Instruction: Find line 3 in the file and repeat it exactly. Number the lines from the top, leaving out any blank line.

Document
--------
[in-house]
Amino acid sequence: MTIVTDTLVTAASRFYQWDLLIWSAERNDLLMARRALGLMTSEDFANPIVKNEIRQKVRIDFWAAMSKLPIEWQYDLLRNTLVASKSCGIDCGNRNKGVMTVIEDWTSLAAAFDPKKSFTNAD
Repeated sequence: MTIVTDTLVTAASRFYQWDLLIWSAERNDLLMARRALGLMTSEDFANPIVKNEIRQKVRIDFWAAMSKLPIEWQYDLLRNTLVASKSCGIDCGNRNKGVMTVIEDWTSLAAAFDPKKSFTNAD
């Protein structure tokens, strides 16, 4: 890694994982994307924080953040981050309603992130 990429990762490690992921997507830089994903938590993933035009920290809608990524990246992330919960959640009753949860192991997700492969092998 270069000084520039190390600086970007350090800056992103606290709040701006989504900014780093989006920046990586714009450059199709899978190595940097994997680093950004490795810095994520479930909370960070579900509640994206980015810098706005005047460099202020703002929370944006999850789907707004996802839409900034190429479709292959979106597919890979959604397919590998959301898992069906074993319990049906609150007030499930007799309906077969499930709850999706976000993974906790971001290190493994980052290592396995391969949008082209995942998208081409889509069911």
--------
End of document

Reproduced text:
Repeated sequence: MTIVTDTLVTAASRFYQWDLLIWSAERNDLLMARRALGLMTSEDFANPIVKNEIRQKVRIDFWAAMSKLPIEWQYDLLRNTLVASKSCGIDCGNRNKGVMTVIEDWTSLAAAFDPKKSFTNAD